There is no single standardized method to evaluate therapeutic interventions for acne. Lesion counting and grading represent two major categories of outcome measures used in clinical trials. Lesion counting is an objective measure used since the 1960s . It enables investigators to measure small changes in therapeutic response, and, in the case of targeted products that only affect a distinct lesion (eg, comedones), it makes it possible to evaluate the efficacy of the treatment better than general compounded scores. However, lesion counting has limitations because of its lack of evaluation of quantitative variables such as the degree of inflammation and the size of lesions. The use of lesion counting alone does not, therefore, provide adequate information on the severity of the disease. Yet the extent of involvement and degree of inflammation can be expressed by physician’s global assessment, a subjective measure that is not necessarily sensitive to therapeutic response of individual lesions.
A number of global assessment methods have been described, some containing multiple variables. A study investigating the reliability of global assessment and lesion counting in a group of 11 dermatologists demonstrated good intra-rater reliability (ICC ≥ 0.75) in lesion counting but somewhat less so in global assessment . Combining the two outcome categories may, however, provide a more balanced approach toward the evaluation of acne severity than is currently available.
Since the mid-90s, approval of new products by the US Food and Drug Administration (FDA) has been based on statistically significant superiority in two lesion counts (total lesion counts and either inflammatory or noninflammatory lesion counts) and in physician’s global assessment . In 2005, the FDA prepared guidance to the pharmaceutical industry on the development of products for the treatment of acne vulgaris . In this nonfinalized draft document made available by the FDA, baseline acne severity was referred to as a key element of the enrollment criteria and the use of co-primary endpoints that evaluate physician’s global assessment, as well as lesion counts, was recommended. It was also recommended that the physician’s global assessment be a qualitative evaluation of overall acne severity, and use of an ordinal scale was preferred with approximately five or six severity grades, one of which is “completely clear.” Additionally, it was recommended that the outcome of physician’s global assessment be reported as “success” or “failure,” where success was defined as “clear” (grade 0) or “almost clear” (grade 1) or as improvement of two grades from the baseline score.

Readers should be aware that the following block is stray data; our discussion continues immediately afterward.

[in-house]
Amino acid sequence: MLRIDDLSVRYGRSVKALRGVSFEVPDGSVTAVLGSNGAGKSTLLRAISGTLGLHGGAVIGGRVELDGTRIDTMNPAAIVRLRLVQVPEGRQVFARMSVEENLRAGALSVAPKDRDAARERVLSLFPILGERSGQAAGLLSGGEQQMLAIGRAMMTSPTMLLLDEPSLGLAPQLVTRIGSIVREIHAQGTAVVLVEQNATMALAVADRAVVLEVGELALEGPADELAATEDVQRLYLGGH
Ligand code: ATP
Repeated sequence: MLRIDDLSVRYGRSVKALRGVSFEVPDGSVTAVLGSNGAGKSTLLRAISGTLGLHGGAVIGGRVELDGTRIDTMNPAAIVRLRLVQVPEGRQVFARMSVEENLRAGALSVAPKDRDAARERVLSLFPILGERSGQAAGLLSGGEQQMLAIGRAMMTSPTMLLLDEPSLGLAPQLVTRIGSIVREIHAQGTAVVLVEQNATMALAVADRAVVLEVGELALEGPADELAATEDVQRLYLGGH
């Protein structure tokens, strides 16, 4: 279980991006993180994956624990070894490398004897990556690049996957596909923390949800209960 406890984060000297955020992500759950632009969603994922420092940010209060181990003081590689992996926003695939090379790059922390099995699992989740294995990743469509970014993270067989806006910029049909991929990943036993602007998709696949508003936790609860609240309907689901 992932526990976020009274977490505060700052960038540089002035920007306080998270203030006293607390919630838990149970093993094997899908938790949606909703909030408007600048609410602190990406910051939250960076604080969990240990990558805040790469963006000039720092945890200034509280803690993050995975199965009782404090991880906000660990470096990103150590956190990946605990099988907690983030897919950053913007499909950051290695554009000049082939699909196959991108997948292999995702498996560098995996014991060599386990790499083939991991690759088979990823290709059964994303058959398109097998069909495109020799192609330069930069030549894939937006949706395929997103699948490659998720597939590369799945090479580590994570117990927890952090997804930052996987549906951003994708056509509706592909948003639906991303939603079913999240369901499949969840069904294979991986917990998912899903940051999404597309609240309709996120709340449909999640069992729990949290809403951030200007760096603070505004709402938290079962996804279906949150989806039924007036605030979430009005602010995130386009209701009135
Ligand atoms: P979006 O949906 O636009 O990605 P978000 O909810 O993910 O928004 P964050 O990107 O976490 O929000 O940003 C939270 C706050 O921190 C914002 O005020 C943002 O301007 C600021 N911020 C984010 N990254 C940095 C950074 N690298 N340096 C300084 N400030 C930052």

A closer look at the evaluated trials reveals that six papers reported changes in at least two acne lesion counts as well as proportion of “success,” according to the FDA recommendations. Interestingly, all three RCTs, conducted in the United States, met the aforementioned recommendations, suggesting that recommendations may lead to the use of more comparable outcome measures.
Only three trials reported changes in quality of life, and each used a different instrument. In contrast, in a comparable study of psoriasis treatment, quality of life measures were shown to have been used increasingly often . Although combining lesion counting and physician’s global assessment provides a more balanced approach to evaluation of therapeutic interventions, quality of life measures would add valuable information on efficacy. In a study investigating the association of demographic factors with clinical severity and quality of life impact, the authors demonstrated that clinical grading and quality of life measures each differentiate distinct groups of acne patients most severely affected by acne [35•].
Reporting outcomes of acne treatment is apparently difficult, even though Lehman et al.  indicated important areas where methodological improvements were possible and necessary. In this review, we have identified a continued and substantial variation in severity assessment and outcome measurement 12 years later. Our findings emphasize the importance of using comparable outcome measures in future studies. The great variation among the trials, conducted outside the United States, illustrates the importance of recommendations and guidelines on standardization. A future international agreement recommending the use of standardized, validated, and reliable outcome measures would permit performance of meaningful comparisons across the studies, which will provide a strong foundation for both evidence-based medicine and decision making in everyday practice.
Papers of particular interest, published recently, have been highlighted as: • Of importance •• Of major importance
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K. Zarchi: none; G. B. E. Jemec: advisory board member to Abbott Laboratories and Pfizer, consultant to Coloplast, grant from LEO Pharma, payment for giving lectures from Galderma, travel/accommodations/meeting expenses covered/reimbursed by MSD, and research support from Actelion, Janssen-Pharma, and Abbott Laboratories.
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Zarchi, K., Jemec, G.B.E. Severity Assessment and Outcome Measures in Acne Vulgaris. Curr Derm Rep 1, 131–136 (2012). https://doi.org/10.1007/s13671-012-0016-8
- Acne vulgaris
- Acne severity
- Outcome measures
- Severity assessment
- Randomized controlled trials
- Grading systems
- Topical and systemic therapeutic interventions